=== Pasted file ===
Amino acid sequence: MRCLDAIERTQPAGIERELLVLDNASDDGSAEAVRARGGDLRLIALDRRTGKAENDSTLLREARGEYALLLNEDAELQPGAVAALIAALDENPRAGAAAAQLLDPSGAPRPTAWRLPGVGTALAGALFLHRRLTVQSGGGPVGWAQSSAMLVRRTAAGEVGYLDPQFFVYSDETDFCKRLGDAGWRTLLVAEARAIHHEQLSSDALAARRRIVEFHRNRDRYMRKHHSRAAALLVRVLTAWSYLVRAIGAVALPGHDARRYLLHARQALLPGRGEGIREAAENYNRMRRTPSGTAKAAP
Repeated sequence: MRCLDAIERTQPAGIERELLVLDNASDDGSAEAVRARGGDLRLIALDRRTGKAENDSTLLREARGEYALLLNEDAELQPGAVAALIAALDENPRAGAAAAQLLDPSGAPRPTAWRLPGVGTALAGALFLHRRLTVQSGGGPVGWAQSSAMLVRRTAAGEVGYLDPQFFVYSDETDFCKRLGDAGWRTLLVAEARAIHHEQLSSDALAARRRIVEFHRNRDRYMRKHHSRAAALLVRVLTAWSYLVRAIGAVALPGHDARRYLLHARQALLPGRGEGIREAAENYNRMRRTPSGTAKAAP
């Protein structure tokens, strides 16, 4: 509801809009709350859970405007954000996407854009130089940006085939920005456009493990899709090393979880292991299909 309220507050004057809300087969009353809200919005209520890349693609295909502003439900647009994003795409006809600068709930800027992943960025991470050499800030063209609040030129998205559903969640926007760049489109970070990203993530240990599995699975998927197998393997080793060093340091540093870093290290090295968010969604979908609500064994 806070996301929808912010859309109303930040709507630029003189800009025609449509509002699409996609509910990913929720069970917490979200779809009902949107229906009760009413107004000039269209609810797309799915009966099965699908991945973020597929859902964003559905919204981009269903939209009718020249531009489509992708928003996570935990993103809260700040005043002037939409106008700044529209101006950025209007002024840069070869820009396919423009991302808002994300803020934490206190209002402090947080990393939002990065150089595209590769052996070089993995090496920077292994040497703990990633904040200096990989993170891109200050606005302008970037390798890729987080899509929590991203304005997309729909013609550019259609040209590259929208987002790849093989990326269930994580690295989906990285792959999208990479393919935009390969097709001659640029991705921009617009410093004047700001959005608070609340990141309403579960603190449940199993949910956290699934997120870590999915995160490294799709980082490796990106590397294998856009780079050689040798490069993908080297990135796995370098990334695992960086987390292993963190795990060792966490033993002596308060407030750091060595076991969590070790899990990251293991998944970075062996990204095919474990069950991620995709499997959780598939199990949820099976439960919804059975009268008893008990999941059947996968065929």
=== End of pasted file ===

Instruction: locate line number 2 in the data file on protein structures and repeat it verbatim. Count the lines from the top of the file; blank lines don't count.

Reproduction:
Repeated sequence: MRCLDAIERTQPAGIERELLVLDNASDDGSAEAVRARGGDLRLIALDRRTGKAENDSTLLREARGEYALLLNEDAELQPGAVAALIAALDENPRAGAAAAQLLDPSGAPRPTAWRLPGVGTALAGALFLHRRLTVQSGGGPVGWAQSSAMLVRRTAAGEVGYLDPQFFVYSDETDFCKRLGDAGWRTLLVAEARAIHHEQLSSDALAARRRIVEFHRNRDRYMRKHHSRAAALLVRVLTAWSYLVRAIGAVALPGHDARRYLLHARQALLPGRGEGIREAAENYNRMRRTPSGTAKAAP